Friday, November 04, 2016

Firework comics: FILM FUN (1946)

From my collection, here's a few pages from the "Grand Firework Number" of Film Fun from exactly 70 years ago, this week in 1946. Despite being all in black and white, the 16 page weekly delivered good value for 3d (1p) by packing in lots of detail in its intricately drawn strips. Unlike its large tabloid-sized sister papers published by the Amalgamated Press, Film Fun was the same height as a modern-day Beano.

The Laurel and Hardy strip on the cover was the work of George Wakefield. Here's the continuation on the back page...

I've used the late Denis Gifford's information to identify the artists. I'm not sure if it's all correct as some weeks had fill-in artists ghosting the style but hopefully most, in not all, are accurate. Here's Frank Randle by Harry Parlett (father of artists Reg and George Parlett)...

The popular George Formby takes up the centrespread, also by George Wakefield...

Wakefield is also credited by Gifford as the artist on Joe E. Brown, although I'm not sure this particular one is by him...

...and, again, Gifford credits George Wakefield as the artist of Max Miller, but could one artist really draw six pages a week, every week, of such intricate quality? I guess so, as Dudley Watkins managed even more. I suppose life was more straightforward back then.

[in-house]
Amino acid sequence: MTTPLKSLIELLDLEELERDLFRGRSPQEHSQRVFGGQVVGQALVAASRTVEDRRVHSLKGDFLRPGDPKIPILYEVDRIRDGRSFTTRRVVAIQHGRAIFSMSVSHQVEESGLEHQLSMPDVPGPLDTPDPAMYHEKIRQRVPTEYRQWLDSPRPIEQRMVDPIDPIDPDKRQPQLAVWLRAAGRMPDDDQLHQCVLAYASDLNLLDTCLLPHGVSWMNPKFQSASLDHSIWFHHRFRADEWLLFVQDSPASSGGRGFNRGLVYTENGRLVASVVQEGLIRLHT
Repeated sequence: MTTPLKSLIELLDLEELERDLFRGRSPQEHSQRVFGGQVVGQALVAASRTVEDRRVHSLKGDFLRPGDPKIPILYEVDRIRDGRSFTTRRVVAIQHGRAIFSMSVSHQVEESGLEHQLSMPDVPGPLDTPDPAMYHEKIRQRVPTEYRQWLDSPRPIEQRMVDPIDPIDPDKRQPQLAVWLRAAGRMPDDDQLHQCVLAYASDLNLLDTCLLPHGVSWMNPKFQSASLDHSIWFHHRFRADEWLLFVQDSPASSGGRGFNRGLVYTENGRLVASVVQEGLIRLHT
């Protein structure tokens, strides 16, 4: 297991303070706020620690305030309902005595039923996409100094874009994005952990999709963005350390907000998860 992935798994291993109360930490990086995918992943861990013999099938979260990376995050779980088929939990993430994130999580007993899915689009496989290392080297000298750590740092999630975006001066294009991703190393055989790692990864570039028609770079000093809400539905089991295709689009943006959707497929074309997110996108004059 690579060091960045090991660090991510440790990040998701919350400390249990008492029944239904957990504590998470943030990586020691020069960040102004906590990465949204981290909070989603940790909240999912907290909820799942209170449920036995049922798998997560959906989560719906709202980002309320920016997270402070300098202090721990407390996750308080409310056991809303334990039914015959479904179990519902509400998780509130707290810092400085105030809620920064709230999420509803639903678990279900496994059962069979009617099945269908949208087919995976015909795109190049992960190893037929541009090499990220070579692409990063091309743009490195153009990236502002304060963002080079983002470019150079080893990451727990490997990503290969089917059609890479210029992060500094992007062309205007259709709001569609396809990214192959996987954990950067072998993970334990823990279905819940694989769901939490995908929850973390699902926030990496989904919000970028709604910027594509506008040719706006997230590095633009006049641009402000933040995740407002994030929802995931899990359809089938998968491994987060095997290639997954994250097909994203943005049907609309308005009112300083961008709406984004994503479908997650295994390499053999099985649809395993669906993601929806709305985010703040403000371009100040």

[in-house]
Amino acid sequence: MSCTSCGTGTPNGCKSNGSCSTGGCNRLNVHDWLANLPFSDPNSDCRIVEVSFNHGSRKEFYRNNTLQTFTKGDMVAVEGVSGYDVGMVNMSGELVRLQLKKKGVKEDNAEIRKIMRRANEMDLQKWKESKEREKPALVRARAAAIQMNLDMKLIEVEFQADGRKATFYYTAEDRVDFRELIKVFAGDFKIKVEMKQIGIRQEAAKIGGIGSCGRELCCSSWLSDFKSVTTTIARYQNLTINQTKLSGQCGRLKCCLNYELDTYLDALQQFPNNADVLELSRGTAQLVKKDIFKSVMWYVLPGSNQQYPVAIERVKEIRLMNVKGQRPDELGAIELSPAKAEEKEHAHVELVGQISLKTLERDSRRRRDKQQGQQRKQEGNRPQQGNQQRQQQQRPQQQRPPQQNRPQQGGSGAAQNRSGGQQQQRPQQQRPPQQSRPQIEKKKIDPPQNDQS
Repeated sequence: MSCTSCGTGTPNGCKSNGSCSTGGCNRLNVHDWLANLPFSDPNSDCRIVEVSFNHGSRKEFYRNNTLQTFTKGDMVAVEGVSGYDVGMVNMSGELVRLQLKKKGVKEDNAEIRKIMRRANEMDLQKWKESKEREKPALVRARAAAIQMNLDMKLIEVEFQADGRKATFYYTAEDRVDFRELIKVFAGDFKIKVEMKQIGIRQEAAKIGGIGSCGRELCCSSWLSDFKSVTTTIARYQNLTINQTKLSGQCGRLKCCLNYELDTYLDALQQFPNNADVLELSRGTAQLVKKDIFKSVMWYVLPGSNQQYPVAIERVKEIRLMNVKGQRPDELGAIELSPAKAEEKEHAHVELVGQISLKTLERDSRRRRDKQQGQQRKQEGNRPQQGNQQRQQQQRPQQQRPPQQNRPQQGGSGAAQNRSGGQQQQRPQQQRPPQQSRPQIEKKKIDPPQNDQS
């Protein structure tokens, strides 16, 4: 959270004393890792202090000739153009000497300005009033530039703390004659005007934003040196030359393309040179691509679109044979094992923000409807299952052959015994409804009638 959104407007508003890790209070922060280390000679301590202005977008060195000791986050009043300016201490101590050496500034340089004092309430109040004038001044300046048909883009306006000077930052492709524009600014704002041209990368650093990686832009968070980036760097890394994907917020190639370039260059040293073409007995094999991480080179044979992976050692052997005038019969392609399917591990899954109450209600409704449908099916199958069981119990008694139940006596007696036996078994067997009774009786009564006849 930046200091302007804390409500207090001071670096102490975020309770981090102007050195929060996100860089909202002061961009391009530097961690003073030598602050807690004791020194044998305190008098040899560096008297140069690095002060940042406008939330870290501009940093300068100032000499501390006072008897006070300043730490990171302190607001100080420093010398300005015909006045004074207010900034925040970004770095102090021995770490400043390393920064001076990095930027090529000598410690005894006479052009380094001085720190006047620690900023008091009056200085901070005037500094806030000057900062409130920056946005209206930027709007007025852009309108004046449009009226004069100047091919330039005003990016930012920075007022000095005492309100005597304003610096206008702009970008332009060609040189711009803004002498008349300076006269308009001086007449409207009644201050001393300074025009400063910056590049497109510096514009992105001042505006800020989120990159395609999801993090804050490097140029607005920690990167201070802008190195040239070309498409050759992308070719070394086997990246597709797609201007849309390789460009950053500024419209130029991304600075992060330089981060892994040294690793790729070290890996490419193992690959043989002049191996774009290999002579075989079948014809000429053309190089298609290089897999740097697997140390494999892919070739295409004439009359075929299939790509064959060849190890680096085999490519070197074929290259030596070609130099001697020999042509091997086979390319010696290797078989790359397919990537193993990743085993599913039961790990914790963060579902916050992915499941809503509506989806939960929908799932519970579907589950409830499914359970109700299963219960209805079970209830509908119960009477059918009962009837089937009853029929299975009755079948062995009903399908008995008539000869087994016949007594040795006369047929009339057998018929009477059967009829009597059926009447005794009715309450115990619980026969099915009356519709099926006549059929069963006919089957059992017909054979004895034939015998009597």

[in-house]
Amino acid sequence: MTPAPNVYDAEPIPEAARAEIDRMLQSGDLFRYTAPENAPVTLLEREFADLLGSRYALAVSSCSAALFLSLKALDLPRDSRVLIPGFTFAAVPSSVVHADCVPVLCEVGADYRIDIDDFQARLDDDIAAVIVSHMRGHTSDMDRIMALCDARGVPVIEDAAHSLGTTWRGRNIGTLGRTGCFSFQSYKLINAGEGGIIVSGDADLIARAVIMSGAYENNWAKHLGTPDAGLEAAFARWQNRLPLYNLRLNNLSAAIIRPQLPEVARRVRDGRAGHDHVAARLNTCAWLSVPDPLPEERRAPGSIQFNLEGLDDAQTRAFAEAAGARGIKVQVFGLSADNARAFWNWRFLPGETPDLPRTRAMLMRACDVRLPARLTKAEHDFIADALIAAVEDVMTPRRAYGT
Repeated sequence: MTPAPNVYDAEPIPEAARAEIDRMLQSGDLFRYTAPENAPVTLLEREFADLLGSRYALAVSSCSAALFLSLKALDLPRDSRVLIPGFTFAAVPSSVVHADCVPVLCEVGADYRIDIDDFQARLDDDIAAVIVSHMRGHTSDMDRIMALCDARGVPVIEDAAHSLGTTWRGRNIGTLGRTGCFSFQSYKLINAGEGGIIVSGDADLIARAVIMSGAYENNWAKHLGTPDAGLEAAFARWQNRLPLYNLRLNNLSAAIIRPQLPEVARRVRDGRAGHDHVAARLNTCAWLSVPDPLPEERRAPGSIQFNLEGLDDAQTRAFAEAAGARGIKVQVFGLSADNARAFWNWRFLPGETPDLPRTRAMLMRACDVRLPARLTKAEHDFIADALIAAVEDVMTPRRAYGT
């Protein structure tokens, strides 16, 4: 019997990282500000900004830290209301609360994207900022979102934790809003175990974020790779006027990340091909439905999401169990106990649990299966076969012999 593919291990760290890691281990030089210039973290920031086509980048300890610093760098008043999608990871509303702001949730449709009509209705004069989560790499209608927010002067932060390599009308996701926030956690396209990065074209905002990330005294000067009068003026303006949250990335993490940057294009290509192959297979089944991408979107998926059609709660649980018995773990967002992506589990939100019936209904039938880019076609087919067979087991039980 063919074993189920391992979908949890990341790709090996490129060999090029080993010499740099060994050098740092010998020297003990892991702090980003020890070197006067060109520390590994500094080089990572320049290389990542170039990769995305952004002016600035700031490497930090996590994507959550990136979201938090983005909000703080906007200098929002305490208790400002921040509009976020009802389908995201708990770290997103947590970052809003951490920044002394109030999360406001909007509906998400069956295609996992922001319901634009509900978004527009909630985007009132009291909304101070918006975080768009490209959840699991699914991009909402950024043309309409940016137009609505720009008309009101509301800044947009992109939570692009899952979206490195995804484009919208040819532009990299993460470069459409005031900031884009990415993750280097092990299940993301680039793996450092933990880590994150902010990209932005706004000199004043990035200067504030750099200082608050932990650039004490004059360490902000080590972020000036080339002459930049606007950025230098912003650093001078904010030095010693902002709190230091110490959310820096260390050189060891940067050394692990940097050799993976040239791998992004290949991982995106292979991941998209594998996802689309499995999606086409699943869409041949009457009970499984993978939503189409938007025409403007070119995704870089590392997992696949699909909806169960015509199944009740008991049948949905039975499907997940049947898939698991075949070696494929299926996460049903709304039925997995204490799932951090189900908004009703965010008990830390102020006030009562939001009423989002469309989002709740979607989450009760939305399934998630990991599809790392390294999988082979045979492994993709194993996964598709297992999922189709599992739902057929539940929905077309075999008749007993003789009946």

Finally, Abbott and Costello, drawn by Walter Bell...

This editorial announcement is interesting. World War 2 had caused paper rationing which presumably affected the print runs of comics, but with the war over, things were starting to improve...

I hope you've enjoyed this look at a comic from 70 years ago. As noted in previous posts, comics had a more carefree depiction of fireworks back then, with numerous instances of characters holding fireworks or being in the midst of the display. (Although in truth there were some fireworks that were designed to be held. They had a wooden, later plastic, handle, and I remember them very clearly from the 1960s.) Whatever you're doing this weekend, I hope you have a happy and safe November 5th (and all the other nights the fireworks are going off).

3 comments:

Ken said...

It baffles me that in today's risk assesement driven world we are still able to buy fireworks. In the 60s I could as an eight year old buy penny bangers over the counter.

James Spiring said...

Ken, an eight year old can't do that any more, you need to be 18!

Lew Stringer said...

I think Ken meant he was baffled that adults could still buy fireworks. The anecdote was just an addition.

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